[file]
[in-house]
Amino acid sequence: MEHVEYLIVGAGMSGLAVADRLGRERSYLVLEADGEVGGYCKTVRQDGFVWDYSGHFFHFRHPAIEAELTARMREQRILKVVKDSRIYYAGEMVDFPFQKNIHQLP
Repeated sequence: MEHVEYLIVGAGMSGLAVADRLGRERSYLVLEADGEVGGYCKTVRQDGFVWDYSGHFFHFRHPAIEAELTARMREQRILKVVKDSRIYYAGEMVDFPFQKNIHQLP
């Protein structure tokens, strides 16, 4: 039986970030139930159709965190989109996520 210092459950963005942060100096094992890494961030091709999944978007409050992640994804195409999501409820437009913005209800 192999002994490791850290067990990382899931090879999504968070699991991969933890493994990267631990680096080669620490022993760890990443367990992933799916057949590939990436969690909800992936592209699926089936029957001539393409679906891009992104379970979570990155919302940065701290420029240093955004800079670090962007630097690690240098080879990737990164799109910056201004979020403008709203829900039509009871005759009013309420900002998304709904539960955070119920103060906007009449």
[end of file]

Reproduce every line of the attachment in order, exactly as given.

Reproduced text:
[in-house]
Amino acid sequence: MEHVEYLIVGAGMSGLAVADRLGRERSYLVLEADGEVGGYCKTVRQDGFVWDYSGHFFHFRHPAIEAELTARMREQRILKVVKDSRIYYAGEMVDFPFQKNIHQLP
Repeated sequence: MEHVEYLIVGAGMSGLAVADRLGRERSYLVLEADGEVGGYCKTVRQDGFVWDYSGHFFHFRHPAIEAELTARMREQRILKVVKDSRIYYAGEMVDFPFQKNIHQLP
């Protein structure tokens, strides 16, 4: 039986970030139930159709965190989109996520 210092459950963005942060100096094992890494961030091709999944978007409050992640994804195409999501409820437009913005209800 192999002994490791850290067990990382899931090879999504968070699991991969933890493994990267631990680096080669620490022993760890990443367990992933799916057949590939990436969690909800992936592209699926089936029957001539393409679906891009992104379970979570990155919302940065701290420029240093955004800079670090962007630097690690240098080879990737990164799109910056201004979020403008709203829900039509009871005759009013309420900002998304709904539960955070119920103060906007009449």